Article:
A half-hour after the argument around the flyers at Baghdad University, the faculty are gathered outside their lounge, also caught up in the talk about Al-Adhami, who has left after refusing to be interviewed. “I found a memo he was preparing to send to the ministry,” says Dr. Al-Dulemi Hafid, a compact man given to bouts of squinting. “He was proposing that all staff members should be members of the Baath Party, that new students who were not members of the party should be refused admission, and also that master’s degree students should exhibit a high level of loyalty to the party,” he says. Hafid doesn’t have the memo with him and doesn’t say where he got it. He is one of the professors happily expecting change and planning to meet with retired general Jay Garner to discuss university problems. “It was the wrong system from the beginning,” he says.
Her students say Dr. Balkis Ali belongs to the 40 percent of professors here not tainted by the regime. Still, she thinks the problems with the dean are secondary. “What is this situation the Americans have allowed here?” she asks. “This society still doesn’t know what freedom means, and it’s clear what will happen here. American ideals will be imposed at the expense of Arab and Islamic ideals.”
Hareth Mohammed, though, couldn’t be more excited about the circulating American ideals, or about the messengers he hopes will deliver them—Iraqi exiles like Ahmed Chalabi.
“There is no culture of democracy here. We need to be directed,” he says. “During the last regime, we tried to teach them how to say no. Most of the middle class went to the tribal heads and the clerics for leadership. Changing this will be about socialization, shifting new ideas into the minds of people.” But at the right rate, he cautions. Rumors that Kanan Makiya, the U.S.-based academic asked to draw up a new constitution, will be including language guaranteeing equal rights for homosexuals alarms Mohammed, though not personally. He says, “I think that will be very unacceptable to Iraqis, at least right now.”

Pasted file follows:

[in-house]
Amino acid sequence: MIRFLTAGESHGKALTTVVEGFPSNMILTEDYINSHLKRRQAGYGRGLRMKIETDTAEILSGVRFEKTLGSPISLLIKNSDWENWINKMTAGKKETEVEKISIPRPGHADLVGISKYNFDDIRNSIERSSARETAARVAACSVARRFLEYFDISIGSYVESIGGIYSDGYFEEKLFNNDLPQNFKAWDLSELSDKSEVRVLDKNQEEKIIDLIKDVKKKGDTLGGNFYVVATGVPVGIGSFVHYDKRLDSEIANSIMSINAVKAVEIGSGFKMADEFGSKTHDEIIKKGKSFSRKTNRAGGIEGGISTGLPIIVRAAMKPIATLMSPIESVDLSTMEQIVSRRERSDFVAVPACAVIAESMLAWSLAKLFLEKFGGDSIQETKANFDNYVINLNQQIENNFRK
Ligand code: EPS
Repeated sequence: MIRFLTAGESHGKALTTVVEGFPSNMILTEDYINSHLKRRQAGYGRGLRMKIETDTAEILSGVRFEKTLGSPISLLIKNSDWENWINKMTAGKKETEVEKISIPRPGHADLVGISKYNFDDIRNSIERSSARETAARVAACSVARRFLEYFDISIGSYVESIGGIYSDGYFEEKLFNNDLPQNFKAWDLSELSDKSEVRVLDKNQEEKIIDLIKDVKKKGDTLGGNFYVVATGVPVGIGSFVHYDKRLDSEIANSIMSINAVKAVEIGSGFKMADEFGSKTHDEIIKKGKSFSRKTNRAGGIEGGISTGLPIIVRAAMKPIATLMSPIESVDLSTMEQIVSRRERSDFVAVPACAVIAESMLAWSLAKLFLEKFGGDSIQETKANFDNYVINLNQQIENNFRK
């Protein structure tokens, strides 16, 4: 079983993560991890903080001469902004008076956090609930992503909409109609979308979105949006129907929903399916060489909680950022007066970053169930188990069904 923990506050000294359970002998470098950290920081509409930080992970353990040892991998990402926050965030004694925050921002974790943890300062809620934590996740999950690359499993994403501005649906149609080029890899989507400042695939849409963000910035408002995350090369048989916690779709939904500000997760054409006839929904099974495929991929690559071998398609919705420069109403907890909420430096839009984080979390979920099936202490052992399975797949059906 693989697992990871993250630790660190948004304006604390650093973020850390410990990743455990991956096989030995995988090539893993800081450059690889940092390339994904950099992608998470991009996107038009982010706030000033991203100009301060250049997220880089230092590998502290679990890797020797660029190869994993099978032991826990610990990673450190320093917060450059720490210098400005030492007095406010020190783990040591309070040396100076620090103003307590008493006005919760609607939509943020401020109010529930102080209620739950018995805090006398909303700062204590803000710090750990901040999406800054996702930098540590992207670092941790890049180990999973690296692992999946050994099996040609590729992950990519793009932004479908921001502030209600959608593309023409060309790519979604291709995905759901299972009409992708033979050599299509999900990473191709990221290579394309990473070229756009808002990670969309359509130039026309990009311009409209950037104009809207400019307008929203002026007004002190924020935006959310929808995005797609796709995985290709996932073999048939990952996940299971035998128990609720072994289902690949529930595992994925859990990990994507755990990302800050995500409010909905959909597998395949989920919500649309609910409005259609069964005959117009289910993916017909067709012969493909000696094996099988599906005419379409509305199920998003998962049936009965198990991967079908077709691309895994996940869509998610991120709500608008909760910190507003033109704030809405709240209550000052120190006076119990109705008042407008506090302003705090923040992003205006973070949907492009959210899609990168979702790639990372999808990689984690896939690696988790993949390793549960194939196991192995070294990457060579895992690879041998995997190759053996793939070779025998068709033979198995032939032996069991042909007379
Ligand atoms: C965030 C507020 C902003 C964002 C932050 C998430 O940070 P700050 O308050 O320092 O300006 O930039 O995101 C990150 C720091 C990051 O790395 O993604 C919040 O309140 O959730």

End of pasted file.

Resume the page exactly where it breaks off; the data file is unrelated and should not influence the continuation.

But the debates at the university, and across the country, might suggest that there are here already plenty of potential leaders of the new Iraq. When asked why Hareth and another student don’t consider themselves leadership material, they demur.
The keenest fights break out at the scenes of some great calamity, like on the unstable ground around the crater in Baghdad’s Al-Mansour area, dug deep in the early days of the war by a multi-ton U.S. bomb gone astray. The spectators mill about today, marveling at the size of the hole, and discussing its lessons. To one man, the crater condemns the American justifications of invasion, even at this high price—in this case, three families pulverized in their homes. A taller man disagrees, revealing that three of his kin were taken by Hussein; Iraq, in his view, has been delivered. They stop yelling as a woman approaches with flowers; she’s a relative of those killed in the blast.
Anger is also rife on the fourth floor of the sprawling Saddam Medical City hospital complex, where four families have moved in—cooking eating and sleeping for three weeks in a dirty ward. They have sons here who were injured by various munitions during the war. Ahmed Hassan, 12, sits in bed, his leg broken badly by a bomb. A pin has been inserted into the middle of his right calf, and string tied to the ends of the pin is connected to a number of small weights hanging off the end of the bed. Though meant to straighten the break, it resembles torture. “I gave birth to him when Bush the first was bombing us,” says his mother. Louay Aboud’s brother Saadik is in a bed across the room. His left leg was injured, he says, in an American missile attack, and had to be amputated. “He had eight operations,” says Louay.